Cyprus has dropped to 16th position on the Henley and Partners 2020 passport index, which ranks the world’s passports according to the number of destinations their holders can access without prior visa.
Cyprus ranked 16th in 2020, down two points from 2019, having visa-free access to 174 destinations.
The ranking is based on data from the International Air Transport Association (IATA), which maintains the world’s largest and most accurate database of travel information, and enhanced by ongoing research by the Henley & Partners Research Department.
According to Henley, with global travel almost at a standstill, the latest results of the passport index offer disturbing insight into the indiscriminate havoc caused by the Covid-19 pandemic.
Japan’s passport continues to hold the top spot on the index “as we enter the second quarter of 2020, but the reality is that current stringent travel restrictions mean that most non-essential travel for Japanese nationals is heavily curtailed.”
With 3.5bn people, nearly half the global population, presently living in voluntary or mandatory confinement, the latest results from the index raise challenging questions about what travel freedom and global mobility really mean, both currently and in a deeply uncertain post-pandemic future, Henley said.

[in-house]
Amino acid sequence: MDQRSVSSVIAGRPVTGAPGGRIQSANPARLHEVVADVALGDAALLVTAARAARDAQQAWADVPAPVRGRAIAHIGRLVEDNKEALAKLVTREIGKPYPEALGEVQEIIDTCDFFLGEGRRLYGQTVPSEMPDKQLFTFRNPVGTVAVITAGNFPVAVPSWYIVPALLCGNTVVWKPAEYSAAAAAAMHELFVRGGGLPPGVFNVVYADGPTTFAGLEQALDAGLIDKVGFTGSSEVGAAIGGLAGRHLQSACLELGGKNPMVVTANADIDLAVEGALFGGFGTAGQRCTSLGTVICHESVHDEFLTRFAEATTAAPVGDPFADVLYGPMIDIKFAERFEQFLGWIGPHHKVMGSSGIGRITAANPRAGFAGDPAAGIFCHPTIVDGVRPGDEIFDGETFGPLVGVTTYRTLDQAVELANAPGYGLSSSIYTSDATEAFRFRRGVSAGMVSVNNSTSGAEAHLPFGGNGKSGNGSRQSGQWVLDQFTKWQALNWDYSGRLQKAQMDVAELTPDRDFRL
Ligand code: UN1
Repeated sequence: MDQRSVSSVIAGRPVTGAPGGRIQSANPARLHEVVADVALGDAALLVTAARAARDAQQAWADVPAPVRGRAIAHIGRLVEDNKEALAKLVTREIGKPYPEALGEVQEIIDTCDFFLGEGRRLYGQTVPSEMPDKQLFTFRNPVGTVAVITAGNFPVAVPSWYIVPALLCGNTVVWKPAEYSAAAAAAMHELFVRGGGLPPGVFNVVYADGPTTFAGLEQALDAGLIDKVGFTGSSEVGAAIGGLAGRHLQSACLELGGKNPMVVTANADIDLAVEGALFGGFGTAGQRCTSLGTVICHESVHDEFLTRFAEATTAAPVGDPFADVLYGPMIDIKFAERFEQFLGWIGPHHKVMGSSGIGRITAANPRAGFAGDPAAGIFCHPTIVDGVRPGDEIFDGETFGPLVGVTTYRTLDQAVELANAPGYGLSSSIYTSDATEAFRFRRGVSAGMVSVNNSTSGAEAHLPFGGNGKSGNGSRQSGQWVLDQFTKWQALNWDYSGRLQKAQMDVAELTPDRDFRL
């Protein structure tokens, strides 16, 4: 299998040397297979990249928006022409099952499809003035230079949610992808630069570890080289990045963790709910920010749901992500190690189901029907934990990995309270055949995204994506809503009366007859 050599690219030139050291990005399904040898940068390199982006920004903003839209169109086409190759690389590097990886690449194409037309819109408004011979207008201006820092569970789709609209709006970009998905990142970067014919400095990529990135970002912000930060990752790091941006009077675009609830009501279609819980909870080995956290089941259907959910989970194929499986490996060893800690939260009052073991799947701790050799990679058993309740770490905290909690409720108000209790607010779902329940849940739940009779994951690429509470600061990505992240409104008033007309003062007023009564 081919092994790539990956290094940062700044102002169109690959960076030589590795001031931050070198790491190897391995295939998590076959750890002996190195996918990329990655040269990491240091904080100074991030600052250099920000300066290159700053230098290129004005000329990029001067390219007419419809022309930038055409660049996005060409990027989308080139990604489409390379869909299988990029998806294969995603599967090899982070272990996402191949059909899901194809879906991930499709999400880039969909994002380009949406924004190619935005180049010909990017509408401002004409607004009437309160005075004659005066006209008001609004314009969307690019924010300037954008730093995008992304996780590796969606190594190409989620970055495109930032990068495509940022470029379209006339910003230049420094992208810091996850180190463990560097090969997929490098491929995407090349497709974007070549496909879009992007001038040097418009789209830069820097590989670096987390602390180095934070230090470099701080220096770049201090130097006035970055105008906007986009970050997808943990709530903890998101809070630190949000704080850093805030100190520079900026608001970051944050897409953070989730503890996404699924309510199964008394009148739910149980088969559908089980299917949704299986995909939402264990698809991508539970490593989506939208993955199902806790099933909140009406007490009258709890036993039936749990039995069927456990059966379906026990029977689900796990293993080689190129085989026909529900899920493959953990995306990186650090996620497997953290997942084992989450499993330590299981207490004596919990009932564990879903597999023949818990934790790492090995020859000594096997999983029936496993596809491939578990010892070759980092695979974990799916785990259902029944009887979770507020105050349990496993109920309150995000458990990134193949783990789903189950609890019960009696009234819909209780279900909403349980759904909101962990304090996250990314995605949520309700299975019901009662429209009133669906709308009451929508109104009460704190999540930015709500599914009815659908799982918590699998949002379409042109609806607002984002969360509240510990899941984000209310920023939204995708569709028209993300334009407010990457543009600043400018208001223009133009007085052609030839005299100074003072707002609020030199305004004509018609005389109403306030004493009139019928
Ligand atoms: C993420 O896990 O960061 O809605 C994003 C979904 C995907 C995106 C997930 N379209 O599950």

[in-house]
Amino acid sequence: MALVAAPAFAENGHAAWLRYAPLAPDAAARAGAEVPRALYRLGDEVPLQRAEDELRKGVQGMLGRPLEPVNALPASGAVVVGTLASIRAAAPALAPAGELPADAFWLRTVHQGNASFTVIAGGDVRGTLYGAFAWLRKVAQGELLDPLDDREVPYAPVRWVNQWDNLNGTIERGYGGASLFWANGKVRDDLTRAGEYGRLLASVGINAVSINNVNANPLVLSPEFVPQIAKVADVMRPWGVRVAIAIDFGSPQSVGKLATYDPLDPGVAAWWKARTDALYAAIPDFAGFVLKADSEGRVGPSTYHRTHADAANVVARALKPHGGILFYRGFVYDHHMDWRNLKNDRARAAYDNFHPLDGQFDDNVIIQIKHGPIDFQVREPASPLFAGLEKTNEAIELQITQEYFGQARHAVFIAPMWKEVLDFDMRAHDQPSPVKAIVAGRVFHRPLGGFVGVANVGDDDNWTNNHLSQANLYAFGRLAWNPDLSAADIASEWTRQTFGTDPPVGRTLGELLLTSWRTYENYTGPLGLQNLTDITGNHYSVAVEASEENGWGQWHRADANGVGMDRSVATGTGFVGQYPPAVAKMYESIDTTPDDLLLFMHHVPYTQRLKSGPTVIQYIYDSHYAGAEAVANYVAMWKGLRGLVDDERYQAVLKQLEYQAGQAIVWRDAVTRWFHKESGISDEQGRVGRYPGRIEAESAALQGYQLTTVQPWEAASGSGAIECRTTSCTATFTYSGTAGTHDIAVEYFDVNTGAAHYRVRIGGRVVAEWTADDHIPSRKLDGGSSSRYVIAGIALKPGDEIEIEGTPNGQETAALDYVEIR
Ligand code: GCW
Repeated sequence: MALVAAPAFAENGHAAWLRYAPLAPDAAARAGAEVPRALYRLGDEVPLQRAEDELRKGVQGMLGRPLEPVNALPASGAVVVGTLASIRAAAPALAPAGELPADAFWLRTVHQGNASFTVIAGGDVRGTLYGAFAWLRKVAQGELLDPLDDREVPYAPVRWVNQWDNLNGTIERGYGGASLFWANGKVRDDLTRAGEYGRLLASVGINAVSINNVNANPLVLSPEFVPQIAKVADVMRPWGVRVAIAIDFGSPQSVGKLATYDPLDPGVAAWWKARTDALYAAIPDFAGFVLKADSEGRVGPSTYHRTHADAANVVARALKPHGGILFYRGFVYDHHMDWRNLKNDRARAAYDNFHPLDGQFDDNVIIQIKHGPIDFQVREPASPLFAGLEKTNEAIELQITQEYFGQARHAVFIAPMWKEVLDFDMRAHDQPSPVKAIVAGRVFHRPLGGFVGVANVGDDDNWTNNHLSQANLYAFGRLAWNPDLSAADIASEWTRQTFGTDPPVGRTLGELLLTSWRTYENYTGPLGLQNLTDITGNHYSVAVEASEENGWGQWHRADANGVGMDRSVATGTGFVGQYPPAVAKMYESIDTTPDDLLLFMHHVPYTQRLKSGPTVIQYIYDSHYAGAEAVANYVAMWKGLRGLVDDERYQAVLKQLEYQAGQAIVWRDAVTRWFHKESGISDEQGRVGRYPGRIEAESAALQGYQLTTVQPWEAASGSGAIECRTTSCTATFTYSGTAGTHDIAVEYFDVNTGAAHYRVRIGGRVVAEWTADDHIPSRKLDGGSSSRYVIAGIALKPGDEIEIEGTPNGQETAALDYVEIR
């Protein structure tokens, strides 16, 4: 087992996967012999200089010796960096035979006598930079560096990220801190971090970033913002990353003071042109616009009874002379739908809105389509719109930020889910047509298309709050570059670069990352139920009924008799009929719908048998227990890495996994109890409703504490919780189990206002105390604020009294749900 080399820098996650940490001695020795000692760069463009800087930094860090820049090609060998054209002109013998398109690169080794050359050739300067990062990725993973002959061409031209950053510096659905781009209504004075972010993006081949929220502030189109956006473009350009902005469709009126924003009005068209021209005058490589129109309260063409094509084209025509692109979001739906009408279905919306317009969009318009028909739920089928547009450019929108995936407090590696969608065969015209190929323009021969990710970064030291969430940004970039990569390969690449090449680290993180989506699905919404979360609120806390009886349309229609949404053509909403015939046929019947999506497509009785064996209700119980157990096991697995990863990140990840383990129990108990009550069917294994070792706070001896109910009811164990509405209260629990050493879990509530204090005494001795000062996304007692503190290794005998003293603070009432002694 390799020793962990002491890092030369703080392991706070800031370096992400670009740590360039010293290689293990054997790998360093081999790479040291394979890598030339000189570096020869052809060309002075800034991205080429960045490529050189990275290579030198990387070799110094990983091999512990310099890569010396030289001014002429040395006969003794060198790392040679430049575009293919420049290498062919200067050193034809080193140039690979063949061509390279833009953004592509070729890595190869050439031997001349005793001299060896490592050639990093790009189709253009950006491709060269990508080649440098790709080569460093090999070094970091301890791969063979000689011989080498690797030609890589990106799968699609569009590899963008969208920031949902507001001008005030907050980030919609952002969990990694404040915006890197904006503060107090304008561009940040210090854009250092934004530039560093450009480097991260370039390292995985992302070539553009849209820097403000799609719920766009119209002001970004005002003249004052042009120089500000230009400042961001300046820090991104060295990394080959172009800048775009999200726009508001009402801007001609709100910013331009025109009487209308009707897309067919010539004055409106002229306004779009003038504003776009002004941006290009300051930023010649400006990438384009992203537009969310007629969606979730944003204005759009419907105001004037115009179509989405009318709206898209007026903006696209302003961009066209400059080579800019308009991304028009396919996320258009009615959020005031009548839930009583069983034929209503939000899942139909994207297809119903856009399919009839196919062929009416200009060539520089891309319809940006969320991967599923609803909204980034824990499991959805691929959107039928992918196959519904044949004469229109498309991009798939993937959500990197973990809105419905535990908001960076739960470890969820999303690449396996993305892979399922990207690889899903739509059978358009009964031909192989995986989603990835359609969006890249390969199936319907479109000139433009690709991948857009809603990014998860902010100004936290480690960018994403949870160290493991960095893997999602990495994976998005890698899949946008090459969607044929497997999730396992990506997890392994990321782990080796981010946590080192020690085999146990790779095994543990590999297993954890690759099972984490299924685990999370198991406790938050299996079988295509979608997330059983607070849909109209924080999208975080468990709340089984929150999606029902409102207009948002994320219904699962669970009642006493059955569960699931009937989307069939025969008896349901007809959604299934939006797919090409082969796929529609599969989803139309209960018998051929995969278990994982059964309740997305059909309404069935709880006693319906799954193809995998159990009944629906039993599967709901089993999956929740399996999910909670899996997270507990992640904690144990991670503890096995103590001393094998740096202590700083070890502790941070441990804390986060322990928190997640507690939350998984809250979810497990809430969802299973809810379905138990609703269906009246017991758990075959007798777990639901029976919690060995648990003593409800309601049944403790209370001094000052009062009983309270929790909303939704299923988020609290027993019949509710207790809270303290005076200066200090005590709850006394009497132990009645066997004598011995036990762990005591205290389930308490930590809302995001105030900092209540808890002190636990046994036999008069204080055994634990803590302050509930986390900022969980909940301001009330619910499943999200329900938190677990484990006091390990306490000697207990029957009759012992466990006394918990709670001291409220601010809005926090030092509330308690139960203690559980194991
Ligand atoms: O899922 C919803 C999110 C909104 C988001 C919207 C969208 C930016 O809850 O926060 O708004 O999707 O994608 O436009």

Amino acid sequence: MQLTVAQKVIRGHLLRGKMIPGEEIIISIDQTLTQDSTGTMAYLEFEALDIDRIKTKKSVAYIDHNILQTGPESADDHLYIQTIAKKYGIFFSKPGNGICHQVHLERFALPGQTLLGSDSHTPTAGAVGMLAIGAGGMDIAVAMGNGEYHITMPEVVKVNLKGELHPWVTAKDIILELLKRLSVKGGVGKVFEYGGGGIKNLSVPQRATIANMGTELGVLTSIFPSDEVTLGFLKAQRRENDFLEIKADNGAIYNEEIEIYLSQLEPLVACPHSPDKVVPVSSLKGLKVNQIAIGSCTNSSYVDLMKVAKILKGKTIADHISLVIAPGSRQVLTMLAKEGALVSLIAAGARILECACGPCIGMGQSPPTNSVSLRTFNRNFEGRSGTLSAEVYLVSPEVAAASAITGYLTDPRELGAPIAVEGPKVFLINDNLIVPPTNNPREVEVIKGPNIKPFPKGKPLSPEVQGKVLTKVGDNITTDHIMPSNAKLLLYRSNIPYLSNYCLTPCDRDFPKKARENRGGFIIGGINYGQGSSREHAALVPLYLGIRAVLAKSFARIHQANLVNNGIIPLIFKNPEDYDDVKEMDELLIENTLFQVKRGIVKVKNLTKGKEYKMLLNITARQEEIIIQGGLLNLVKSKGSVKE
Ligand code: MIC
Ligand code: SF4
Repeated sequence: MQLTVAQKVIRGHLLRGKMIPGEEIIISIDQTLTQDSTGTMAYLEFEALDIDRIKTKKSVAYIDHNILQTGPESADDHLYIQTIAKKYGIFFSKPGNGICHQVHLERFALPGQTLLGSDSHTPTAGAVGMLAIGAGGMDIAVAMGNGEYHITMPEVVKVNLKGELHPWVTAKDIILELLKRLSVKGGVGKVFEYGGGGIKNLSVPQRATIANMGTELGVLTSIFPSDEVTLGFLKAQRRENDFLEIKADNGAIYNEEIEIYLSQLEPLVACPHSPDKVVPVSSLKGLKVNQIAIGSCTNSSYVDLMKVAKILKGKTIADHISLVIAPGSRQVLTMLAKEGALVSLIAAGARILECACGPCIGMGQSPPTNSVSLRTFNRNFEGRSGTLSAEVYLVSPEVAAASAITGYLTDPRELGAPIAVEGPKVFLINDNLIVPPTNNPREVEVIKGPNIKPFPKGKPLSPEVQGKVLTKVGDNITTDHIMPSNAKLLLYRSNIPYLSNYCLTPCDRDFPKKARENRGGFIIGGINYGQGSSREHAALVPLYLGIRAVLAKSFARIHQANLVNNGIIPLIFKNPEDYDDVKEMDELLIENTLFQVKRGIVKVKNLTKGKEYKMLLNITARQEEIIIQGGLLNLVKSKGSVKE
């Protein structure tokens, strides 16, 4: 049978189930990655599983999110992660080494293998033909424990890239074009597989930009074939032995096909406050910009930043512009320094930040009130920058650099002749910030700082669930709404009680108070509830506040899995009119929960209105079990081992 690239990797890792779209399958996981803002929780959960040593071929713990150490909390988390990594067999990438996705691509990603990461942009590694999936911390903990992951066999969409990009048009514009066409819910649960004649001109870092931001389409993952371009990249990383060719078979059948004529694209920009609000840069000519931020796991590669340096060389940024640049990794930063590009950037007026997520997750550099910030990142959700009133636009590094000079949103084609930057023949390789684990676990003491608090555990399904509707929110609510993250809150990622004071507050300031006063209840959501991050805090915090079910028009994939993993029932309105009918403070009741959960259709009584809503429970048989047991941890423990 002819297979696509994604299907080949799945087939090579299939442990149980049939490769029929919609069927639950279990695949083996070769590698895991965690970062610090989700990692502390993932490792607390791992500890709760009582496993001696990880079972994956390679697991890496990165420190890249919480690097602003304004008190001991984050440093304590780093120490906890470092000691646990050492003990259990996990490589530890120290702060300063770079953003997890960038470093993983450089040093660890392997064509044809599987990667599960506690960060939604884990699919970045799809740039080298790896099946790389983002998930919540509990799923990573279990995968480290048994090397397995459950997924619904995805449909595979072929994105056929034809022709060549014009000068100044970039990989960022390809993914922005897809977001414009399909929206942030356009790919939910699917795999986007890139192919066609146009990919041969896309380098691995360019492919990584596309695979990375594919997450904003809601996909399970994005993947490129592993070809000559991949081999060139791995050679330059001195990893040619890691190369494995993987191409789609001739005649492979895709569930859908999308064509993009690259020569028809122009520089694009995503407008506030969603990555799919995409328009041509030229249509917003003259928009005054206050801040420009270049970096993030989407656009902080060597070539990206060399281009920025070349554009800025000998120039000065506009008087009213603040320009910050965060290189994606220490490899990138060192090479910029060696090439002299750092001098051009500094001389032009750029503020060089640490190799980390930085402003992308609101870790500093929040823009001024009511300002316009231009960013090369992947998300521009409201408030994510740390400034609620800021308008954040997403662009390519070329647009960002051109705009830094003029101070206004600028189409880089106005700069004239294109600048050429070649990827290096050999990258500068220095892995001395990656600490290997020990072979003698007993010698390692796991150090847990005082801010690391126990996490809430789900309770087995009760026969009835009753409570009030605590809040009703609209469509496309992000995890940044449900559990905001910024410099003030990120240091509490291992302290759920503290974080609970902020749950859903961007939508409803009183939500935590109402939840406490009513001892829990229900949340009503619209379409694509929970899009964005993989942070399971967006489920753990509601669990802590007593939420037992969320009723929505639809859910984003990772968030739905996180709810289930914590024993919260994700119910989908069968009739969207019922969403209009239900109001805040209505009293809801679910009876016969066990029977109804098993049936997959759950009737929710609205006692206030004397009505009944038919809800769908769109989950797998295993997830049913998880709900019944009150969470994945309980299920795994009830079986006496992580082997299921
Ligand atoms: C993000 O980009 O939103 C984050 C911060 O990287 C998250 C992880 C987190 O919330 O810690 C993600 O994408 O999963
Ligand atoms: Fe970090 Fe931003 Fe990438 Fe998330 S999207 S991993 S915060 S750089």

Commenting on the latest index, bestselling author and the founder and managing partner of FutureMap Dr Parag Khanna said the combined effect of the Covid-19 pandemic on public health, the global economy, and social behaviour could lead to much deeper shifts in our human geography and future distribution around the world.
“This may seem ironic given today’s widespread border closures and standstill in global transportation, but as the curtain lifts, people will seek to move from poorly governed and ill-prepared ‘red zones’ to ‘green zones’ or places with better medical care. Alternatively, people may relocate to places where involuntary quarantine, whenever it strikes next, is less torturous. In the US, both domestic and international migration was surging before the pandemic, with Gen-Xers and millennials shifting to cheaper, second-tier cities in the Sun Belt or abroad to Latin America and Asia in search of an affordable life. Once quarantines lift and airline prices stand at rock bottom, expect more people across the globe to gather their belongings and buy one-way tickets to countries affordable enough to start fresh.”